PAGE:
- 19. Burk O, Koch I, Raucy J, Hustert E, Eichelbaum M, Brockmoller J, et al. The induction of cytochrome P450 3A5 (CYP3A5) in the human liver and intestine is mediated by the xenobiotic sensors pregnane X receptor (PXR) and constitutively activated receptor (CAR). J Biol Chem. 2004;279(37):38379–85. doi: 10.1074/jbc.M404949200 pmid:15252010.
- 20. Thummel KE, Wilkinson GR. In vitro and in vivo drug interactions involving human CYP3A. Annual review of pharmacology and toxicology. 1998;38:389–430. doi: 10.1146/annurev.pharmtox.38.1.389 pmid:9597161.
- 21. Elens L, van Gelder T, Hesselink DA, Haufroid V, van Schaik RH. CYP3A4*22: promising newly identified CYP3A4 variant allele for personalizing pharmacotherapy. Pharmacogenomics. 2013;14(1):47–62. doi: 10.2217/pgs.12.187 pmid:23252948.
- 22. Kuehl P, Zhang J, Lin Y, Lamba J, Assem M, Schuetz J, et al. Sequence diversity in CYP3A promoters and characterization of the genetic basis of polymorphic CYP3A5 expression. Nature genetics. 2001;27(4):383–91. doi: 10.1038/86882 pmid:11279519.
- 23. Hustert E, Haberl M, Burk O, Wolbold R, He YQ, Klein K, et al. The genetic determinants of the CYP3A5 polymorphism. Pharmacogenetics. 2001;11(9):773–9. pmid:11740341.
- 24. van Schaik RH, van der Heiden IP, van den Anker JN, Lindemans J. CYP3A5 variant allele frequencies in Dutch Caucasians. Clin Chem. 2002;48(10):1668–71. pmid:12324482.
- 25. European Centre for Disease Prevention and Control, WHO Regional Office for Europe. HIV/AIDS surveillance in Europe 2014. Stockholm: ECDC; 2015. Available: http://ecdc.europa.eu/en/publications/Publications/hiv-aids-surveillance-in-Europe-2014.pdf.
- 26. Institut scientifique de Santé publique (WIV-ISP). Épidémiologie du SIDA et de l'infection à VIH en Belgique. Situation au 31décembre 2014. Available: https://epidemio.wiv-isp.be/ID/reports/Rapport_VIH-SIDA_2014.pdf.
- 27. Centers for Disease Control and Prevention (CDC): HIV Among African Americans. 2015. Available: http://www.cdc.gov/hiv/group/racialethnic/africanamericans/.
- 28. Elens L, Veriter S, Yombi JC, Di Fazio V, Vanbinst R, Lison D, et al. Validation and clinical application of a high performance liquid chromatography tandem mass spectrometry (LC-MS/MS) method for the quantitative determination of 10 anti-retrovirals in human peripheral blood mononuclear cells. J Chromatogr B Analyt Technol Biomed Life Sci. 2009;877(20–21):1805–14. Epub 2009/06/03. doi: 10.1016/j.jchromb.2009.04.046 pmid:19487167.
- 29. Kakuda TN, Abel S, Davis J, Hamlin J, Scholler-Gyure M, Mack R, et al. Pharmacokinetic interactions of maraviroc with darunavir-ritonavir, etravirine, and etravirine-darunavir-ritonavir in healthy volunteers: results of two drug interaction trials. Antimicrob Agents Chemother. 2011;55(5):2290–6. doi: 10.1128/AAC.01046-10 pmid:21383098; PubMed Central PMCID: PMC3088221.
- 30. Schöller-Gyüre M, Woodfall B, De Marez T, De Smedt G, Peeters M, Vandermeulen K, et al. Pharmacokinetics of TMC125 with atazanavir and atazanavir/ritonavir. 8th International Congress on Drug Therapy in HIV infection. 12–16 November 2006, Glasgow, UK:Poster P278.
- 31. Belkhir L, De Laveleye M, Vandercam B, Zech F, Delongie KA, Capron A, et al. Quantification of darunavir and etravirine in human peripheral blood mononuclear cells using high performance liquid chromatography tandem mass spectrometry (LC-MS/MS), clinical application in a cohort of 110 HIV-1 infected patients and evidence of a potential drug-drug interaction. Clinical biochemistry. 2016;49(7–8):580–6. doi: 10.1016/j.clinbiochem.2015.12.011 pmid:26742721.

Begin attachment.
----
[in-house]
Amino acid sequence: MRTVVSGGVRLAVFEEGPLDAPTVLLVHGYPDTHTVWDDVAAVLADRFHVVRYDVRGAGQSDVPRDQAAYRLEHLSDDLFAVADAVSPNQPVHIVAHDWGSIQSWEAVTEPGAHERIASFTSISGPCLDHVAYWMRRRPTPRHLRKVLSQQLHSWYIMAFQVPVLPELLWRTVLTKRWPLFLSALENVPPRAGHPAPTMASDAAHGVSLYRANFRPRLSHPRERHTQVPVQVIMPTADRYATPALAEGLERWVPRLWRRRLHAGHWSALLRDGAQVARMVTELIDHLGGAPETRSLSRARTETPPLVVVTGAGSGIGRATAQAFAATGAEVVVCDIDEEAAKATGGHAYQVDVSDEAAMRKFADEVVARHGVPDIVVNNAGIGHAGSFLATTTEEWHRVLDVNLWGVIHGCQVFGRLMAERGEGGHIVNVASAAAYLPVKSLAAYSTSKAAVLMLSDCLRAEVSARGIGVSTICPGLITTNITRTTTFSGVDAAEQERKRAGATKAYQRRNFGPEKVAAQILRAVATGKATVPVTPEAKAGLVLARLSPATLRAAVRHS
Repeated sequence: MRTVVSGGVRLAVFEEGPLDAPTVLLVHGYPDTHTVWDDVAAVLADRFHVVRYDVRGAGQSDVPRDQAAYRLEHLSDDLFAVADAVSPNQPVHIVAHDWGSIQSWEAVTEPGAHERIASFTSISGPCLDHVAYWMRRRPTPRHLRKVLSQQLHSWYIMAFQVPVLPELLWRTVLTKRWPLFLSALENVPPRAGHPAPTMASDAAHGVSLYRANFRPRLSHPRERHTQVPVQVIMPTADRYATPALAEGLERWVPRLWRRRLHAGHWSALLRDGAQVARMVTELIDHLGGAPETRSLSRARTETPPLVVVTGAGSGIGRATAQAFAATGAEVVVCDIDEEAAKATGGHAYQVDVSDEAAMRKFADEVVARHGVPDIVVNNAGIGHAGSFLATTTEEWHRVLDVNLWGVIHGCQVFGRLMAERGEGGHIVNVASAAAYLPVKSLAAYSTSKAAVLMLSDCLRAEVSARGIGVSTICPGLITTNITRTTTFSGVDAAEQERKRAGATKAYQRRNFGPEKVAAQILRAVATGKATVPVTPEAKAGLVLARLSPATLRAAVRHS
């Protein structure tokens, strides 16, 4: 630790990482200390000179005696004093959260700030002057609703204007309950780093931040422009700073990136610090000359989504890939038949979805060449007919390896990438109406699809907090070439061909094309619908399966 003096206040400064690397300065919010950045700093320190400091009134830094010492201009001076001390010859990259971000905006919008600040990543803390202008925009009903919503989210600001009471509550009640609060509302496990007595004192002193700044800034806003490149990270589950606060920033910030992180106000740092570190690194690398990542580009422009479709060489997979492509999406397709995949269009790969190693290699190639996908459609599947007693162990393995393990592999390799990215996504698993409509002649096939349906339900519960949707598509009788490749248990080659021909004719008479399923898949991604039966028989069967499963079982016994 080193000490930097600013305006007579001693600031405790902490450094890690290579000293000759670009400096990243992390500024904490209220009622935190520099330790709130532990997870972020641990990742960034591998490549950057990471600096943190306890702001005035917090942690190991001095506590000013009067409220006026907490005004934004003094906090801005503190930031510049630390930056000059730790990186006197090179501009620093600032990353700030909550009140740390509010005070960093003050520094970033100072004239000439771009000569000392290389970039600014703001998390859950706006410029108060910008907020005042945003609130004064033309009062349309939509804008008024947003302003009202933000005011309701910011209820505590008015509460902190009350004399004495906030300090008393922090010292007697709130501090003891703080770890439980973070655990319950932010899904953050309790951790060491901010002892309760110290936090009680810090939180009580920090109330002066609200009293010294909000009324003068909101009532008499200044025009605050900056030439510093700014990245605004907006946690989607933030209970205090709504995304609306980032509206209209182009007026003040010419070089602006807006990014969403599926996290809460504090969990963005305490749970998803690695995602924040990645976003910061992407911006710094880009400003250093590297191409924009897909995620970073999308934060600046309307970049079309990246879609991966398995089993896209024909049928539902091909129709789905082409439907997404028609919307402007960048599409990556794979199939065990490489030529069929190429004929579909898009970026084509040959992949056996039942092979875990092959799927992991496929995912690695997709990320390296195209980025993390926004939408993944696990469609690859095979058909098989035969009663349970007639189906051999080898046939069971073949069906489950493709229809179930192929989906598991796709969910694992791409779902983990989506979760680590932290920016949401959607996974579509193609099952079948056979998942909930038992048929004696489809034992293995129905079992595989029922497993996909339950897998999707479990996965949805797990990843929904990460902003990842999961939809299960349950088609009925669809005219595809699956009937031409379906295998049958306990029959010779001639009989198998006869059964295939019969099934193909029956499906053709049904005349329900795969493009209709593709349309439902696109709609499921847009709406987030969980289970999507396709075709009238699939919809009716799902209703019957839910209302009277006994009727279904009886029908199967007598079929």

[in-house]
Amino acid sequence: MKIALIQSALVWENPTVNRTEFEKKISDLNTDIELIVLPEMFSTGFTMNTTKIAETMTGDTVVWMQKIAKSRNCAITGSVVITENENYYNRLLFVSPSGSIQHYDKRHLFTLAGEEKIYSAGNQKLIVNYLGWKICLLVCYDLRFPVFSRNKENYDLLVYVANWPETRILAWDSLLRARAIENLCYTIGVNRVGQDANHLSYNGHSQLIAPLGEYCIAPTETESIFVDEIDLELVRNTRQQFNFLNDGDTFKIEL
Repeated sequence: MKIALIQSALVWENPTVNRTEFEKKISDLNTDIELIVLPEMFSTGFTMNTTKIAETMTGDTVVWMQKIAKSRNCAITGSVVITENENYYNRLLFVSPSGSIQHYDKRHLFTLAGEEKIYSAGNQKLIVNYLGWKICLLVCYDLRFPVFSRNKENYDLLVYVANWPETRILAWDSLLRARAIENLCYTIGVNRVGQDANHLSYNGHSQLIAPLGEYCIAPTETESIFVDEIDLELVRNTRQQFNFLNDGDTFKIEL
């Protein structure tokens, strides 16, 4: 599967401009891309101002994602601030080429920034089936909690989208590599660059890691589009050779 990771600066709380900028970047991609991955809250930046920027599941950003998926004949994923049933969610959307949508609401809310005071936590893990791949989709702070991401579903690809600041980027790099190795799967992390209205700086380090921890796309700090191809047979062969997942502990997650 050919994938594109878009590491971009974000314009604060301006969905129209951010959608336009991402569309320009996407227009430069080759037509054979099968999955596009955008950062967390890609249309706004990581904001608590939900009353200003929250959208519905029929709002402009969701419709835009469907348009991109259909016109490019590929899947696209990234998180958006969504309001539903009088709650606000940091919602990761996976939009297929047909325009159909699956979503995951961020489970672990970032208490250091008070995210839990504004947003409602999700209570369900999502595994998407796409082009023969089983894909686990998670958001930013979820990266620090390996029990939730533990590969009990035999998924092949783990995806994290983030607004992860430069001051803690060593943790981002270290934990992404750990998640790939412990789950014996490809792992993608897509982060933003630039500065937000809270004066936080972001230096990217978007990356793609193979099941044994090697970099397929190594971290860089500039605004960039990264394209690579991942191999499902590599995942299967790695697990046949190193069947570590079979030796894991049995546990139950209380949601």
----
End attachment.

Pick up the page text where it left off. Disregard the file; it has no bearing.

- 32. Scholler-Gyure M, Kakuda TN, Sekar V, Woodfall B, De Smedt G, Lefebvre E, et al. Pharmacokinetics of darunavir/ritonavir and TMC125 alone and coadministered in HIV-negative volunteers. Antivir Ther. 2007;12(5):789–96. pmid:17713162.
- 33. Boffito M, Winston A, Jackson A, Fletcher C, Pozniak A, Nelson M, et al. Pharmacokinetics and antiretroviral response to darunavir/ritonavir and etravirine combination in patients with high-level viral resistance. Aids. 2007;21(11):1449–55. doi: 10.1097/QAD.0b013e3282170ab1 pmid:17589191.
- 34. Barrail-Tran A, Yazdanpanah Y, Goldwirt L, Chene G, Colin C, Piketty C, et al. Pharmacokinetics of etravirine, raltegravir and darunavir/ritonavir in treatment experienced patients. Aids. 2010;24(16):2581–3. pmid:20960678.
- 35. Kakuda T, Sekar V, Vis P, Coate B, Ryan R, Anderson D, et al. Pharmacokinetics and Pharmacodynamics of Darunavir and Etravirine in HIV-1-Infected, Treatment-Experienced Patients in the Gender, Race, and Clinical Experience (GRACE) Trial. AIDS research and treatment. 2012;2012:186987. doi: 10.1155/2012/186987 pmid:22536495; PubMed Central PMCID: PMC3318205.
- 36. Hsu A, Granneman GR, Bertz RJ. Ritonavir. Clinical pharmacokinetics and interactions with other anti-HIV agents. Clin Pharmacokinet. 1998;35(4):275–91. doi: 10.2165/00003088-199835040-00002 pmid:9812178.
- 37. Josephson F, Allqvist A, Janabi M, Sayi J, Aklillu E, Jande M, et al. CYP3A5 genotype has an impact on the metabolism of the HIV protease inhibitor saquinavir. Clinical pharmacology and therapeutics. 2007;81(5):708–12. doi: 10.1038/sj.clpt.6100117 pmid:17329995.
- 38. Zhang X, Tierney C, Albrecht M, Demeter LM, Morse G, DiFrancesco R, et al. Discordant associations between SLCO1B1 521T—>C and plasma levels of ritonavir-boosted protease inhibitors in AIDS clinical trials group study A5146. Ther Drug Monit. 2013;35(2):209–16. doi: 10.1097/FTD.0b013e318280d0ad pmid:23503447; PubMed Central PMCID: PMC3603284.
- 39. Morlat P. Prise en charge médicale des personnes vivant avec le VIH. Recommandations du groupe d'experts—Rapport 2013. 480 p.
- 40. Panel on Antiretroviral Guidelines for Adults and Adolescents. Guidelines for the use of antiretroviral agents in HIV-1-infected adults and adolescents. Department of Health and Human Services. Accessed on 6/2/2016. Available: http://www.aidsinfo.nih.gov/ContentFiles/AdultandAdolescentGL.pdf.